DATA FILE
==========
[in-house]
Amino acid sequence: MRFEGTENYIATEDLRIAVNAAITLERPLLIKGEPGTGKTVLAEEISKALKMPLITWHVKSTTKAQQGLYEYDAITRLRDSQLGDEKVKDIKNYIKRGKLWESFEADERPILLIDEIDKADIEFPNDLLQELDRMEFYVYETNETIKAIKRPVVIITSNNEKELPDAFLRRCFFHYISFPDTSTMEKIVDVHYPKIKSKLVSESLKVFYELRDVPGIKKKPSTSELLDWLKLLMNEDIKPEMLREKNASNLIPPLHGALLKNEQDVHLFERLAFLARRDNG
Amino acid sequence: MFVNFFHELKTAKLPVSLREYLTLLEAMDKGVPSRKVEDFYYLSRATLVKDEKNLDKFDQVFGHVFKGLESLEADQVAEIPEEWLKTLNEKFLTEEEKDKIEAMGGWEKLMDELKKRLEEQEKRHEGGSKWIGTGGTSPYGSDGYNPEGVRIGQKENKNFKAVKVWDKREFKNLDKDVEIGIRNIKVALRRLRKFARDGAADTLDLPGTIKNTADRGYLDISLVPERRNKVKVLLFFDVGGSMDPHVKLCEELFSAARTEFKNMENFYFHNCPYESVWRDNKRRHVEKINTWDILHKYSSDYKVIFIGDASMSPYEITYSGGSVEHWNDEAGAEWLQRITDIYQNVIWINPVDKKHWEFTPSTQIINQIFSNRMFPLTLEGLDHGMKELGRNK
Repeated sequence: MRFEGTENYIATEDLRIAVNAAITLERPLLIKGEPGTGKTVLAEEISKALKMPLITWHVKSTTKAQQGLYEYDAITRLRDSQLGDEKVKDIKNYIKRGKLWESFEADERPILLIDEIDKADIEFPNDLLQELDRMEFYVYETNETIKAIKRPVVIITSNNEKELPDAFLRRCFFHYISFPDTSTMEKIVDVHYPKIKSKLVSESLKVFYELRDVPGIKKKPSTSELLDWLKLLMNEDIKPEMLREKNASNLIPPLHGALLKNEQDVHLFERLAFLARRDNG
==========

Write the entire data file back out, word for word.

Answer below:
[in-house]
Amino acid sequence: MRFEGTENYIATEDLRIAVNAAITLERPLLIKGEPGTGKTVLAEEISKALKMPLITWHVKSTTKAQQGLYEYDAITRLRDSQLGDEKVKDIKNYIKRGKLWESFEADERPILLIDEIDKADIEFPNDLLQELDRMEFYVYETNETIKAIKRPVVIITSNNEKELPDAFLRRCFFHYISFPDTSTMEKIVDVHYPKIKSKLVSESLKVFYELRDVPGIKKKPSTSELLDWLKLLMNEDIKPEMLREKNASNLIPPLHGALLKNEQDVHLFERLAFLARRDNG
Amino acid sequence: MFVNFFHELKTAKLPVSLREYLTLLEAMDKGVPSRKVEDFYYLSRATLVKDEKNLDKFDQVFGHVFKGLESLEADQVAEIPEEWLKTLNEKFLTEEEKDKIEAMGGWEKLMDELKKRLEEQEKRHEGGSKWIGTGGTSPYGSDGYNPEGVRIGQKENKNFKAVKVWDKREFKNLDKDVEIGIRNIKVALRRLRKFARDGAADTLDLPGTIKNTADRGYLDISLVPERRNKVKVLLFFDVGGSMDPHVKLCEELFSAARTEFKNMENFYFHNCPYESVWRDNKRRHVEKINTWDILHKYSSDYKVIFIGDASMSPYEITYSGGSVEHWNDEAGAEWLQRITDIYQNVIWINPVDKKHWEFTPSTQIINQIFSNRMFPLTLEGLDHGMKELGRNK
Repeated sequence: MRFEGTENYIATEDLRIAVNAAITLERPLLIKGEPGTGKTVLAEEISKALKMPLITWHVKSTTKAQQGLYEYDAITRLRDSQLGDEKVKDIKNYIKRGKLWESFEADERPILLIDEIDKADIEFPNDLLQELDRMEFYVYETNETIKAIKRPVVIITSNNEKELPDAFLRRCFFHYISFPDTSTMEKIVDVHYPKIKSKLVSESLKVFYELRDVPGIKKKPSTSELLDWLKLLMNEDIKPEMLREKNASNLIPPLHGALLKNEQDVHLFERLAFLARRDNG